Study of Solar Wind Parameters During Geomagnetic Storm of 26th August 2018 and 28th September 2017


  • Ashok Silwal
  • Sujan Prasad Gautam
  • Keshab Chaudhary
  • Manish Khanal
  • Sandip Joshi
  • Sanjay Dangaura
  • Binod Adhikari


Solar wind, Geomagnetic storms, SYM-H, Cross-correlation, Wavelet analysis


In this paper, we have studied solar wind parameters, interplanetary magnetic field (B), solar wind speed (Vsw), solar wind density (Nsw), solar wind temperature (Tsw), and the south-north components of magnetic field Bz, By and Bx and geomagnetic index, SYM-H during the geomagnetic event of 27th – 29th September 2017 and 25th – 27th August 2018 using OMNI data. These parameters play a vital role in a better understanding of geomagnetic storms. The selection of the events has been made by using the equatorial index, the SYM-H index. In our work, during the moderate geomagnetic event of 27th-29th September 2017, we observed a sudden change in the magnetic field, which is evident from the minimum value of Bz (-8 nT). With the SYM-H index, we noticed sudden commencement around 00:30 UT, and it falls to a minimum value (-74 nT) with a couple of local minima. Similarly, during the intense geomagnetic event of 25th – 27th August 2018, Bz turns northward, reaching a value of -16.22 nT, and the SYM-H index decreased and reached the minimum value of -206 nT, and the Bz changed its polarity several times at different phases of the storm. For more illustration, we have used cross-correlation and wavelet analysis techniques. Cross-correlation analysis presented the strong negative association of SYM-H with Vsw, Nsw, Tsw, By, and B at a 0-min time lag. On the other hand, SYM-H shows a strong positive correlation with Bx at zero-time lag, and for Bz, it shows poor association with a very low correlation coefficient. Moreover, the CWT has revealed to be an effective tool in the time localization of the interplanetary magnetic field component (Bz) parameters, and it may be the most convenient to represent times series with abrupt variations or steps, i.e., very small and localized variations as the discontinuities in the provided signal used for the study.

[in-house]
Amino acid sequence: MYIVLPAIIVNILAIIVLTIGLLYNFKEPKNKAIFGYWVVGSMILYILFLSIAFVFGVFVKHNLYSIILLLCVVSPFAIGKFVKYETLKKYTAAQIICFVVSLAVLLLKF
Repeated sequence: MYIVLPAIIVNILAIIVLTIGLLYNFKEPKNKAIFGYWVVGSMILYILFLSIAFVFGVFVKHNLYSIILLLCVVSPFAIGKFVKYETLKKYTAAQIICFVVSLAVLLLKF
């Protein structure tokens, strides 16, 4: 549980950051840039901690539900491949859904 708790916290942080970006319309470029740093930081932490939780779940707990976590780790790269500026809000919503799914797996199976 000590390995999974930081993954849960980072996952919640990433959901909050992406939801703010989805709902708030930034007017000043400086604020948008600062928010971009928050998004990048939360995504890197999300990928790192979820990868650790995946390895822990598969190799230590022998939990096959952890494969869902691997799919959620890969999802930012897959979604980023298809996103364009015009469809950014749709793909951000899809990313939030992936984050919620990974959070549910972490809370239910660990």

Original Research Articles